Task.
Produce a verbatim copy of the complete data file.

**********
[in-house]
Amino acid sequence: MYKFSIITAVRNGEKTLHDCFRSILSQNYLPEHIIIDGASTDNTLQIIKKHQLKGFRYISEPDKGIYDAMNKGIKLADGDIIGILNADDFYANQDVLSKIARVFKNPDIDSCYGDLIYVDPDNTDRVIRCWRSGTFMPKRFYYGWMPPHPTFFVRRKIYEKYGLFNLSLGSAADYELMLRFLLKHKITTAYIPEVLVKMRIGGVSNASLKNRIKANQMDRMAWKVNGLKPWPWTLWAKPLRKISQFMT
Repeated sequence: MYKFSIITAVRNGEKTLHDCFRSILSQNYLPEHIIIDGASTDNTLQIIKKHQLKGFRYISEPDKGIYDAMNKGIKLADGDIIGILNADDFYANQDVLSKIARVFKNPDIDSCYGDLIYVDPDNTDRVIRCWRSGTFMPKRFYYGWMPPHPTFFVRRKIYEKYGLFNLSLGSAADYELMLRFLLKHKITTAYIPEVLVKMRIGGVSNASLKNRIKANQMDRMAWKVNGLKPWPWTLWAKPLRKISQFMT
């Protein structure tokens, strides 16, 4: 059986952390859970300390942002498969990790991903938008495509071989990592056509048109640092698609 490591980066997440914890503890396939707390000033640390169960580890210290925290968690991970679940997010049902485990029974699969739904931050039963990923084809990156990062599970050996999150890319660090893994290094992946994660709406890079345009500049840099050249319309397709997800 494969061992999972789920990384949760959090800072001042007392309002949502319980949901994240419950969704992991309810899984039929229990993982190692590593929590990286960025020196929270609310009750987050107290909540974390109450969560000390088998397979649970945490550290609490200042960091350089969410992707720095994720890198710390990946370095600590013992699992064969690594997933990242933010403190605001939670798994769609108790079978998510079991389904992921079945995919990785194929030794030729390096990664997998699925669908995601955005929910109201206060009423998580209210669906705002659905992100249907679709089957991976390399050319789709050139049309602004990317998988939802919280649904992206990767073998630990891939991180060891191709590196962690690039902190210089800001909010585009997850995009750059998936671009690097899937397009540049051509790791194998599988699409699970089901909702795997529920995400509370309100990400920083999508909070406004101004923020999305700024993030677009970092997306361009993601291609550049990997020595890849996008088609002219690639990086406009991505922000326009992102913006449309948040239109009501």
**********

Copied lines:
[in-house]
Amino acid sequence: MYKFSIITAVRNGEKTLHDCFRSILSQNYLPEHIIIDGASTDNTLQIIKKHQLKGFRYISEPDKGIYDAMNKGIKLADGDIIGILNADDFYANQDVLSKIARVFKNPDIDSCYGDLIYVDPDNTDRVIRCWRSGTFMPKRFYYGWMPPHPTFFVRRKIYEKYGLFNLSLGSAADYELMLRFLLKHKITTAYIPEVLVKMRIGGVSNASLKNRIKANQMDRMAWKVNGLKPWPWTLWAKPLRKISQFMT
Repeated sequence: MYKFSIITAVRNGEKTLHDCFRSILSQNYLPEHIIIDGASTDNTLQIIKKHQLKGFRYISEPDKGIYDAMNKGIKLADGDIIGILNADDFYANQDVLSKIARVFKNPDIDSCYGDLIYVDPDNTDRVIRCWRSGTFMPKRFYYGWMPPHPTFFVRRKIYEKYGLFNLSLGSAADYELMLRFLLKHKITTAYIPEVLVKMRIGGVSNASLKNRIKANQMDRMAWKVNGLKPWPWTLWAKPLRKISQFMT
């Protein structure tokens, strides 16, 4: 059986952390859970300390942002498969990790991903938008495509071989990592056509048109640092698609 490591980066997440914890503890396939707390000033640390169960580890210290925290968690991970679940997010049902485990029974699969739904931050039963990923084809990156990062599970050996999150890319660090893994290094992946994660709406890079345009500049840099050249319309397709997800 494969061992999972789920990384949760959090800072001042007392309002949502319980949901994240419950969704992991309810899984039929229990993982190692590593929590990286960025020196929270609310009750987050107290909540974390109450969560000390088998397979649970945490550290609490200042960091350089969410992707720095994720890198710390990946370095600590013992699992064969690594997933990242933010403190605001939670798994769609108790079978998510079991389904992921079945995919990785194929030794030729390096990664997998699925669908995601955005929910109201206060009423998580209210669906705002659905992100249907679709089957991976390399050319789709050139049309602004990317998988939802919280649904992206990767073998630990891939991180060891191709590196962690690039902190210089800001909010585009997850995009750059998936671009690097899937397009540049051509790791194998599988699409699970089901909702795997529920995400509370309100990400920083999508909070406004101004923020999305700024993030677009970092997306361009993601291609550049990997020595890849996008088609002219690639990086406009991505922000326009992102913006449309948040239109009501």